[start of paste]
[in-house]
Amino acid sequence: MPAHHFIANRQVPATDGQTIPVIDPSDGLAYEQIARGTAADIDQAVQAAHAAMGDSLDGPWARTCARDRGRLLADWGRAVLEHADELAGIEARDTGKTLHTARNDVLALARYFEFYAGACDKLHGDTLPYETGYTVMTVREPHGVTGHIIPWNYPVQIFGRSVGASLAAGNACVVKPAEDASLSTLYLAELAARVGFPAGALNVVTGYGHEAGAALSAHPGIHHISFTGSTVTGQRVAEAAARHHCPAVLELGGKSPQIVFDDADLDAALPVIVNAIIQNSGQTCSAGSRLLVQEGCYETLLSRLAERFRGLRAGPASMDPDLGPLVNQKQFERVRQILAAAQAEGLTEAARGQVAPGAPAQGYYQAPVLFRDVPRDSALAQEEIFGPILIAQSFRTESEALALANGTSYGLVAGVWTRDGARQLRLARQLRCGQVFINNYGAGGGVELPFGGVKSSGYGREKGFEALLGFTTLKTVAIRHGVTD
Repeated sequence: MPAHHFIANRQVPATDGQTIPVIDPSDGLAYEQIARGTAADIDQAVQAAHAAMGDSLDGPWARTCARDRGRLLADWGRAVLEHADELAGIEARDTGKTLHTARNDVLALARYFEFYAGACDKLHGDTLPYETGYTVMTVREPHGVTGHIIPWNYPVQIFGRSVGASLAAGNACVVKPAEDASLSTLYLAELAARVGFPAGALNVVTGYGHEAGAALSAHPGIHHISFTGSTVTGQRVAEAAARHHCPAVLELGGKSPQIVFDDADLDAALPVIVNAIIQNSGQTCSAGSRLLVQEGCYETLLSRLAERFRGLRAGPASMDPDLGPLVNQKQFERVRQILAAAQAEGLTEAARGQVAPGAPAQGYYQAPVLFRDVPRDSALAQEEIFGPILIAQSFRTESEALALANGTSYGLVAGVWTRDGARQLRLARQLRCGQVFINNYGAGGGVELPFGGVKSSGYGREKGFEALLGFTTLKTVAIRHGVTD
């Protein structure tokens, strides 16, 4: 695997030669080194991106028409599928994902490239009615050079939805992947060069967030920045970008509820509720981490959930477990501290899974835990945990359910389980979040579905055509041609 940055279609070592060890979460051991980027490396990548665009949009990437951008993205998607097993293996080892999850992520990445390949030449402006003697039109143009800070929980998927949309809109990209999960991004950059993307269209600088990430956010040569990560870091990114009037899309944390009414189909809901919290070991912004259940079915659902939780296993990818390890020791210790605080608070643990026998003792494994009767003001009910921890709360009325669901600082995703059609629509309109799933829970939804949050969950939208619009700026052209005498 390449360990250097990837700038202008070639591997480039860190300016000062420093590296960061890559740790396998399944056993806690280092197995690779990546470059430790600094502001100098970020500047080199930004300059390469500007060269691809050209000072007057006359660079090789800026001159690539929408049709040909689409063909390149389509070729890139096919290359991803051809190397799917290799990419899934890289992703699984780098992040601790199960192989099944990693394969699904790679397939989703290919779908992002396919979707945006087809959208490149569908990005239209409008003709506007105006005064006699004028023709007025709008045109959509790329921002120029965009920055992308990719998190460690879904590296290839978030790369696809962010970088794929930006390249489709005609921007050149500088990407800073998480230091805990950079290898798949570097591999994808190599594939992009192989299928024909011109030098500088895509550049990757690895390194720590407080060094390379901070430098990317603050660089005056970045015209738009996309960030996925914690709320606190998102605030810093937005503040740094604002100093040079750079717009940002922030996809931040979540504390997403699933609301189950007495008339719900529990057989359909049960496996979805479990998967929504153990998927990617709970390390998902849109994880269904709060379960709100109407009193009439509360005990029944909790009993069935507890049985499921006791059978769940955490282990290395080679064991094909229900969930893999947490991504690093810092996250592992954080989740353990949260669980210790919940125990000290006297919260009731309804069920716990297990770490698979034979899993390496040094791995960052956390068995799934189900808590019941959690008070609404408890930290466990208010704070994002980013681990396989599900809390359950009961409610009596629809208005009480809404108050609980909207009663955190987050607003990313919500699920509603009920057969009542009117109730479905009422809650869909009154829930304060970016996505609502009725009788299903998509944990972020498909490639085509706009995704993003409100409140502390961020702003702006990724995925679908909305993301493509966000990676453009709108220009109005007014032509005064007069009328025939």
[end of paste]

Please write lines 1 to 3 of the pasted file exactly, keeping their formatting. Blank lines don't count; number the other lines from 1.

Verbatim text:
[in-house]
Amino acid sequence: MPAHHFIANRQVPATDGQTIPVIDPSDGLAYEQIARGTAADIDQAVQAAHAAMGDSLDGPWARTCARDRGRLLADWGRAVLEHADELAGIEARDTGKTLHTARNDVLALARYFEFYAGACDKLHGDTLPYETGYTVMTVREPHGVTGHIIPWNYPVQIFGRSVGASLAAGNACVVKPAEDASLSTLYLAELAARVGFPAGALNVVTGYGHEAGAALSAHPGIHHISFTGSTVTGQRVAEAAARHHCPAVLELGGKSPQIVFDDADLDAALPVIVNAIIQNSGQTCSAGSRLLVQEGCYETLLSRLAERFRGLRAGPASMDPDLGPLVNQKQFERVRQILAAAQAEGLTEAARGQVAPGAPAQGYYQAPVLFRDVPRDSALAQEEIFGPILIAQSFRTESEALALANGTSYGLVAGVWTRDGARQLRLARQLRCGQVFINNYGAGGGVELPFGGVKSSGYGREKGFEALLGFTTLKTVAIRHGVTD
Repeated sequence: MPAHHFIANRQVPATDGQTIPVIDPSDGLAYEQIARGTAADIDQAVQAAHAAMGDSLDGPWARTCARDRGRLLADWGRAVLEHADELAGIEARDTGKTLHTARNDVLALARYFEFYAGACDKLHGDTLPYETGYTVMTVREPHGVTGHIIPWNYPVQIFGRSVGASLAAGNACVVKPAEDASLSTLYLAELAARVGFPAGALNVVTGYGHEAGAALSAHPGIHHISFTGSTVTGQRVAEAAARHHCPAVLELGGKSPQIVFDDADLDAALPVIVNAIIQNSGQTCSAGSRLLVQEGCYETLLSRLAERFRGLRAGPASMDPDLGPLVNQKQFERVRQILAAAQAEGLTEAARGQVAPGAPAQGYYQAPVLFRDVPRDSALAQEEIFGPILIAQSFRTESEALALANGTSYGLVAGVWTRDGARQLRLARQLRCGQVFINNYGAGGGVELPFGGVKSSGYGREKGFEALLGFTTLKTVAIRHGVTD